Ransomware is everywhere. Over the last couple years, dozens of unique versions of the malware have sprung up with a singular purpose: Extorting money from your business. Before you even consider paying for the release of your data, the first thing you must always check is whether your ransomware infection already has a free cure.
The state of ransomware in 2017
It’s been almost 30 years since malware was first created that could encrypt locally-stored data and demand money in exchange for its safe return. Known as ransomware, this type of malware has gone through multiple periods of popularity. 2006 and 2013 saw brief spikes in infections, but they’ve never been as bad as they are now.
In 2015, the FBI estimated that ransomware attacks cost victims $24 million, but in the first three months of 2016 it had already racked up more than $209 million. At the beginning of 2017, more than 10% of all malware infections were some version of ransomware.
Zombie ransomware is easy to defeat
Not every type of infection is targeted to individual organizations. Some infections may happen as a result of self-propagating ransomware strains, while others might come from cyber attackers who are hoping targets are so scared that they pay up before doing any research on how dated the strain is.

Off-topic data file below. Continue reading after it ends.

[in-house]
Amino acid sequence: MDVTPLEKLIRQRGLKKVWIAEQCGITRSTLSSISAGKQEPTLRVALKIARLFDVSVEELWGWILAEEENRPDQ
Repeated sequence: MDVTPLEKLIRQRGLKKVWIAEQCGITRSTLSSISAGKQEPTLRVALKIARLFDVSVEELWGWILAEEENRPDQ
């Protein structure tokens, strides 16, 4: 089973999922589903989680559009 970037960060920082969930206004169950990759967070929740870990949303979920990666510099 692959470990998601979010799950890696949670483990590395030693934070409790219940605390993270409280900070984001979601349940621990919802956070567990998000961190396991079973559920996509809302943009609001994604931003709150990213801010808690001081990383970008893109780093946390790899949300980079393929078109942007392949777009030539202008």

No matter what the circumstances of your infection are, always check the following lists to see whether free decryption tools have been released to save you a world of hurt:
- Kaspersky Lab’s No Ransom list
- Avast’s free decryption tools
- Trend Micro’s Ransomware File Decryptor
- Fightransomware.com’s Breaking Free list
But even when you can get your data back for free, getting hit with malware is no walk in the park. There are essentially three basic approaches to preventing ransomware. First, train your employees about what they should and shouldn’t be opening when browsing the web and checking email.
Second, back up your data as often as possible to quarantined storage. As long as access to your backed-up data is extremely limited and not directly connected to your network, you should be able to restore everything in case of an infection.
Finally, regularly update all your software solutions (operating systems, productivity software, and antivirus). Most big-name vendors are quick to patch vulnerabilities, and you’ll prevent a large portion of infections just by staying up to date.
Whether it’s dealing with an infection or preventing one, the best option is to always seek professional advice from seasoned IT technicians. It’s possible that you could decrypt your data with the tools listed above, but most ransomware strains destroy your data after a set time limit, and you may not be able to beat the clock. If you do, you probably won’t have the expertise to discern where your security was penetrated.